Golioth posts about a question posed by many microcontroller embedded developers: can code be run and debugged in the browser?
One of the first challenges any embedded software developer faces is installing and configuring their development environment and toolchain. Toolchain version, silicon vendor libraries, Windows versus Linux, debug configuration, IDE settings, and environment variables are just a few components of the modern embedded developers workspace. The result of all this complexity is a fragile, hard to reproduce workspace for software often used in critical systems. We consider this developer experience equivalent to torture, and believe it is trapping value from reaching the market.
We know there is a better way. If the development environment can be entirely packaged and abstracted away from the developer they will be able to more quickly begin application development. A remotely managed toolchain also facilitates more efficient teamwork. It eliminates the cryptic mantra: “Works On My Machine” accompanied by an obligatory shrug.
Technologies like, VS Code, containerization, Microsoft’s Debug Protocol, and Language Server protocol have come together to enable a transformational developer experience. Most of the current approaches to bringing these technologies together in the market are built on top of some variation of VS Code. Each solution is vying to take advantage of VS Code’s capacity to run in the browser as seamlessly as it runs on a local machine.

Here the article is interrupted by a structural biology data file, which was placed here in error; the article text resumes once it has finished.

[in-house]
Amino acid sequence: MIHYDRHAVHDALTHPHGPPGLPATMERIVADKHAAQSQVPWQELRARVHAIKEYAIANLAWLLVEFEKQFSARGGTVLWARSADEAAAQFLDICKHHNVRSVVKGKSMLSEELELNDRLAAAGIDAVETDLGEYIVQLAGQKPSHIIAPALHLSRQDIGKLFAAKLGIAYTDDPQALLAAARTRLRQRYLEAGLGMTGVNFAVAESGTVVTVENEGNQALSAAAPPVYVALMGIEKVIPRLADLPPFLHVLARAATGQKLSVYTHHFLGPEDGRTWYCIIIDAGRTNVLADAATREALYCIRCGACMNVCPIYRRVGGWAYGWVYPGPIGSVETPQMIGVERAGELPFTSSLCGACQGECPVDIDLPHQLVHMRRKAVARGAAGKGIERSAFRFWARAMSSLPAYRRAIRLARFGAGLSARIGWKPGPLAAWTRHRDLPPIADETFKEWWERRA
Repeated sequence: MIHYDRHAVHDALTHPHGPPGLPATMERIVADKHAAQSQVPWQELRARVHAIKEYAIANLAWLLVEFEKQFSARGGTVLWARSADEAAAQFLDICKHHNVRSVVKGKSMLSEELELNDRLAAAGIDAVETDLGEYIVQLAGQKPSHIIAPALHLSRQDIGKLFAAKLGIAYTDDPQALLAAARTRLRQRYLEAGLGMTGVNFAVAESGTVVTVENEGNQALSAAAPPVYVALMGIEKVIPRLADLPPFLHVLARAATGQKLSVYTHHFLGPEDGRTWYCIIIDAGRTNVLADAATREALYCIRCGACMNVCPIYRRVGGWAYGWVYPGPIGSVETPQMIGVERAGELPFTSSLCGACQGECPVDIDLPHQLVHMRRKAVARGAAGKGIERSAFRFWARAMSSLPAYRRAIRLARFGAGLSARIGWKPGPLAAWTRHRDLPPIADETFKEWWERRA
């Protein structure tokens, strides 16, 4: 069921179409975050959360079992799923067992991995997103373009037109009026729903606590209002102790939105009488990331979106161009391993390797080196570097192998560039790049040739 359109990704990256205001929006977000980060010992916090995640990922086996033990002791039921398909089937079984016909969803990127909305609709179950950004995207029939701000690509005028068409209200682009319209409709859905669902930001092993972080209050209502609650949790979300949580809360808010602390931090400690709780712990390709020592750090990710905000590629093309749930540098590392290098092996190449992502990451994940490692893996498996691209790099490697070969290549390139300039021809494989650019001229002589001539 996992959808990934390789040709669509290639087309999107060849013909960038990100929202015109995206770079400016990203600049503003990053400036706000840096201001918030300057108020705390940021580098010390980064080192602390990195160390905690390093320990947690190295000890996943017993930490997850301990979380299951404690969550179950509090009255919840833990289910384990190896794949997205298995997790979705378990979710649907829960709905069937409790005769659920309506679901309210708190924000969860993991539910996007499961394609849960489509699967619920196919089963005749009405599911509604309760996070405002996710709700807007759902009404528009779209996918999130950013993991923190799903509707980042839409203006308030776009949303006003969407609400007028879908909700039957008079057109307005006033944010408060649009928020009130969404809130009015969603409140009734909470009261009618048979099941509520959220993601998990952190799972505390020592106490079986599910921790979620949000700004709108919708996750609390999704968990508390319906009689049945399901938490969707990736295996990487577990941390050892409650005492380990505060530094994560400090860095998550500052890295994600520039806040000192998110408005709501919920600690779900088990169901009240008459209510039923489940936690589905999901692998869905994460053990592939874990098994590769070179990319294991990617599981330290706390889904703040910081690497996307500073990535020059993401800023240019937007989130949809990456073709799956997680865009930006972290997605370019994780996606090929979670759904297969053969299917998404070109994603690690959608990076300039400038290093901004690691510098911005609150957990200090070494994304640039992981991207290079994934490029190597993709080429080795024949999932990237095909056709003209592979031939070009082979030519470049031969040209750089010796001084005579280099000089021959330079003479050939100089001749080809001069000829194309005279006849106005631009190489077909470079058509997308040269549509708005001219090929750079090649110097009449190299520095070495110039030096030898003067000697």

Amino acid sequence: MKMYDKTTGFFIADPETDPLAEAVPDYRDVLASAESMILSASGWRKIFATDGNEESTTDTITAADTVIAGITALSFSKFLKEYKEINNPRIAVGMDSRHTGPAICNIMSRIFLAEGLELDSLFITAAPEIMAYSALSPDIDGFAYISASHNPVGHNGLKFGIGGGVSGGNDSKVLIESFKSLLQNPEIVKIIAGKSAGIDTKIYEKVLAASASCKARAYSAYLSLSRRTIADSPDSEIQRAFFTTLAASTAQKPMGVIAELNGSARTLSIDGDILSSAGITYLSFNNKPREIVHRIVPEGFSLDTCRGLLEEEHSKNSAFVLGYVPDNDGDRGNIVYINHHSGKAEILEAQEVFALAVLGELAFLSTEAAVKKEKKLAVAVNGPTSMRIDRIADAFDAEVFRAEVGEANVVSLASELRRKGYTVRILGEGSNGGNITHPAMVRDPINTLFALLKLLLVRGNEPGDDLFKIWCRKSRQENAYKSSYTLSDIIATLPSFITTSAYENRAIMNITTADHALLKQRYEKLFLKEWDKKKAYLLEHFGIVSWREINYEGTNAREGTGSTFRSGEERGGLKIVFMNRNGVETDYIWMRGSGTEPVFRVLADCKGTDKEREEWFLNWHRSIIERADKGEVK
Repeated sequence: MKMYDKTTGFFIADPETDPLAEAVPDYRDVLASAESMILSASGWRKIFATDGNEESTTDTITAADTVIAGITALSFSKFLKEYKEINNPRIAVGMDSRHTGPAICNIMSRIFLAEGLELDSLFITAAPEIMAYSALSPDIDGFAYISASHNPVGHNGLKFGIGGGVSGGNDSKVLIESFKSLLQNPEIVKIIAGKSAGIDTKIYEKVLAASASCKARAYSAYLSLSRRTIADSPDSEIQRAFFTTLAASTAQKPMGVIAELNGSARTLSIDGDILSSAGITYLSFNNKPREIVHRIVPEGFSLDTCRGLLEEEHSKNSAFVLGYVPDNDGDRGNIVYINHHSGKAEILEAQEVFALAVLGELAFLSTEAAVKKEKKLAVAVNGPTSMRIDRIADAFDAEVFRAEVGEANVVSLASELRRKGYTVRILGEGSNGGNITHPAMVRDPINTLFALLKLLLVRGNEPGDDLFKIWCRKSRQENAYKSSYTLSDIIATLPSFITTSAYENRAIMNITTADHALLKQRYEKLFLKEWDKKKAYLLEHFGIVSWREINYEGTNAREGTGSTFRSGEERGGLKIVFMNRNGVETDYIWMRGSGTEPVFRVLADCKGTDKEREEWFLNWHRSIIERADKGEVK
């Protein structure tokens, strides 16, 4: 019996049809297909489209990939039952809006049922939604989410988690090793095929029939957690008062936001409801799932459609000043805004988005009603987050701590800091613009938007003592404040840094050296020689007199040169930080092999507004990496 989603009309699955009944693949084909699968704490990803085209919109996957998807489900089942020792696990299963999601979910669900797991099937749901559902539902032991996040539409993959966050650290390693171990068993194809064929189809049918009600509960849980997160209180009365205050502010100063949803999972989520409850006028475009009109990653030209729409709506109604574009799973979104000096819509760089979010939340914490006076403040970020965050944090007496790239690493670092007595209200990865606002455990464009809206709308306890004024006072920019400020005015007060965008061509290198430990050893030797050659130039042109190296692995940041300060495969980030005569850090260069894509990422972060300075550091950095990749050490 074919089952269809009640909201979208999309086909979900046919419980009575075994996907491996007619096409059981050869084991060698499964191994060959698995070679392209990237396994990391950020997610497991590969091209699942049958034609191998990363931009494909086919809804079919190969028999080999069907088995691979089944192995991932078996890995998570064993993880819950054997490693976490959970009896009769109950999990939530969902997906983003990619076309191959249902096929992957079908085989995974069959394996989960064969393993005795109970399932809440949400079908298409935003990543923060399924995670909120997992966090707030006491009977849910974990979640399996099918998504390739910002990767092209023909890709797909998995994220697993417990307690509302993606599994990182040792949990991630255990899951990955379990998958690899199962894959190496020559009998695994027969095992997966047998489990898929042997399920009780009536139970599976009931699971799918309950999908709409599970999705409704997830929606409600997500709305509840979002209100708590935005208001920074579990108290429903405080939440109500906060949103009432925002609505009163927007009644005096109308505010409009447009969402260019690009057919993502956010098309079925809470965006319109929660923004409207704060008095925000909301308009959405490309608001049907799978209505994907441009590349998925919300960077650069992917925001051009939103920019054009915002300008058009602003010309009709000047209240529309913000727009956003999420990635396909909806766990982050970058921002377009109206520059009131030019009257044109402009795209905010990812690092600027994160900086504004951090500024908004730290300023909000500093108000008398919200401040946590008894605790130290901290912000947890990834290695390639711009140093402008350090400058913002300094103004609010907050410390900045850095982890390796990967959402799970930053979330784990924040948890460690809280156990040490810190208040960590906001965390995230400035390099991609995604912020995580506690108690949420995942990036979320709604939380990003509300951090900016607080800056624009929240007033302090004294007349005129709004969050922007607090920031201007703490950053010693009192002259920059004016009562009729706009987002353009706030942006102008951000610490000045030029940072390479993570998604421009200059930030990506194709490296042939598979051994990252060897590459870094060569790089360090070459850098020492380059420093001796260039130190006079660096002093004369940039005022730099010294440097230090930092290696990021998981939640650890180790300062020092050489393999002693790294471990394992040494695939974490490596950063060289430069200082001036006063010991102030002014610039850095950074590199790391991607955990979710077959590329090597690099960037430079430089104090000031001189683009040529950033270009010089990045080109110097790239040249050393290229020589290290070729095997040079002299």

One option is Github Codespaces. Which option requires the user to be on a paid plan, is not focused on embedded development, and uses a closed source server that is closed source. Another option is Keil Studio. Keil Studio is optimized for embedded development with ARM based microcontrollers. Pricing and roadmap are not yet established. It provides no terminal access and offers a limited number of embedded targets to work with.
They chose Gitpod:
We chose Gitpod in part for our mutually valued stance on open source, sustained active community engagement, and obsession with developer experience. Of note is Gitpod’s full-feature free tier. They provides 50 hours of running workspace per month; No payment details required. As a result, the psychological barrier of getting up to get one’s credit card is avoided. Fifty hours is enough time to introduce oneself to the Zephyr and Golioth ecosystems. Finally, Gitpod being open source enables us and our developers to optimize their workspaces to their needs.
Read more here.